Writing instruments that were able to carry their own supply of ink had been there for many years before Lewis Waterman was granted the patent for the fountain pen in 1884.
The oldest known fountain pen, which has been preserved even today was designed by M. Bion, a Frenchman in 1702.
Soon after, the half quill half-metal pen, the self filling fountain pen and other such models were invented.
The fountain pen’s design is based on the design of the quill-pens, which were used before it.
Quill pens were writing instruments that used bird’s feathers. The end of the feather had a little hollow channel, which was able to store ink when it is dipped into it.
This is how inventors designed the modern pen to have a system that could hold ink inside it, which was an improvement on the quill-pen, which needed to be dipped often.
Waterman’s pen had three main parts to it, the nib (the part that toughed the paper), the ink reservoir (stores the ink), and the internal plate (when squeezed it fills the reservoir with ink) which directs ink into the ink reservoir.
The outer layer of the pen, which protects the whole inside is called the round barrel.
There are many types of standard nib sizes and the nib was made out of a metal called iridium.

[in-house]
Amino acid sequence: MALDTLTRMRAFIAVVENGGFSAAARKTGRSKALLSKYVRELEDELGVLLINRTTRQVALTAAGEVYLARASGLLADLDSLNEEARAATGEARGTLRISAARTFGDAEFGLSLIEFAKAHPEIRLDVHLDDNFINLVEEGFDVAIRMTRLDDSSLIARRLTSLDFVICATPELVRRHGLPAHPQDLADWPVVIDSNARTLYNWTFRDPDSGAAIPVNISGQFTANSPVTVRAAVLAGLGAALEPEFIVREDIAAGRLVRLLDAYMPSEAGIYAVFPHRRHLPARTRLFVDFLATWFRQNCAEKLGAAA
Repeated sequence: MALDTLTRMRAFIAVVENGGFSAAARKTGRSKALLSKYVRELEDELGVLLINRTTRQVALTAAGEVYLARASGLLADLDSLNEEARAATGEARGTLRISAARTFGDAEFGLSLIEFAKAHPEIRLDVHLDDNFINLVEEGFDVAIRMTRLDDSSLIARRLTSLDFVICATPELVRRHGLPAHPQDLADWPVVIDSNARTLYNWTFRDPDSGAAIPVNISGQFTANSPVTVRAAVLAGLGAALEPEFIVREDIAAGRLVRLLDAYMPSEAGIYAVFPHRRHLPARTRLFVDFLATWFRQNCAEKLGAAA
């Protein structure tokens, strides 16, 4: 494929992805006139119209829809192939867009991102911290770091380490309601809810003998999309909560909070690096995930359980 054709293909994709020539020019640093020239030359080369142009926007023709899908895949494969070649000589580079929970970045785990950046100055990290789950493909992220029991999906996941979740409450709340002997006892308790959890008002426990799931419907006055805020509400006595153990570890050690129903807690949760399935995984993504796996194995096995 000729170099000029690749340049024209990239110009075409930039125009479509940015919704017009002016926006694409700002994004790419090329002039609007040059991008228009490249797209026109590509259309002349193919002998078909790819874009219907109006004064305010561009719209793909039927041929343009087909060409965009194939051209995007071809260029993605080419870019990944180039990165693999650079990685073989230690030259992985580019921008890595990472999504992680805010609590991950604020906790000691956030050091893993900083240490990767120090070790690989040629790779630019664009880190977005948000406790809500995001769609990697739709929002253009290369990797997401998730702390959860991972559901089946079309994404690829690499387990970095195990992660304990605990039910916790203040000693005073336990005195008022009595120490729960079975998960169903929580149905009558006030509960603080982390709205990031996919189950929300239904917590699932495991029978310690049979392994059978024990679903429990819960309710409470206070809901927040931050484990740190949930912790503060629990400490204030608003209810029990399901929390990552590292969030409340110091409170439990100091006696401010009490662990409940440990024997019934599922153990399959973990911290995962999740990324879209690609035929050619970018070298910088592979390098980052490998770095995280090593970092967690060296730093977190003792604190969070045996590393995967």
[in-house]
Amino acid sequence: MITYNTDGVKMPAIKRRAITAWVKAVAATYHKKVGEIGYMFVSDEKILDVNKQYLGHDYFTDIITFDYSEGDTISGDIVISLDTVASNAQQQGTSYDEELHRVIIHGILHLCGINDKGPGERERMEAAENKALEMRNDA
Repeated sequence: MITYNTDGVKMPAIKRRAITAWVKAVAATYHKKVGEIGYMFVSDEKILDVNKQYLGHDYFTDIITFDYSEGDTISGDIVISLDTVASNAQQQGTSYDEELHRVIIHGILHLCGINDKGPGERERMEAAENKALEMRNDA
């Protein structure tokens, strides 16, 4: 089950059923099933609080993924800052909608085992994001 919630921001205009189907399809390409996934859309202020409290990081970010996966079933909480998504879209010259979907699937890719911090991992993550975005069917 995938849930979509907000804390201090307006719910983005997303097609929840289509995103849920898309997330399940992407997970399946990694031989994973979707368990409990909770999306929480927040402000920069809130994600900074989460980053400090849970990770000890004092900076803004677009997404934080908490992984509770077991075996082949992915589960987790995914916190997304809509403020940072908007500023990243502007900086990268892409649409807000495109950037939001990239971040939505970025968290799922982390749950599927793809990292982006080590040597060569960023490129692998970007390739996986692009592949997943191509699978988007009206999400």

The reason that many people never lent their fountain pens to anyone was because the metal iridium nib shapes itself according to the person’s writing style. Therefore, anyone else using it would not be able to write properly.
The ballpoint pen was introduced to America in October 1985 when a paper advertisement in New York read “fantastic... miraculous fountain pen... guaranteed to write for two years without refilling”.
On the first day over 10,000 pens were sold. However, this pen’s birth was almost a century before, when an American leather tanner, John Loud invented and requested a license for a roller-ball-tip marking pen.
Strangely, neither Loud’s invention, nor the 350 other patents after that were even marketed.
The major problem was the ink. If the ink was too thin, the pen would leak ink, if the ink was too thick, it would clog up. Depending on the temperatures sometimes both happened.
Two Hungarian brothers, Ladislas and Georg Biro, designed the ballpoint pen, as we know it today, in 1935. The pen was first produced in a factory in Argentina.
Thorough many experiments in trying to perfect the ink and after introducing a rough metal “ball” to the end of the nib, the clogging and leaking problems were solved too.
This metal ball acted like a sponge by improving ink flow.
Many pilots during the World War II preferred this ball-point pen to the fountain pen because it worked great even high up in the skies, and it didn’t need to be filled all the time.
The ballpoint pen was manufactured by many people in America and around the world after that, and today is perhaps the most popular writing instrument used.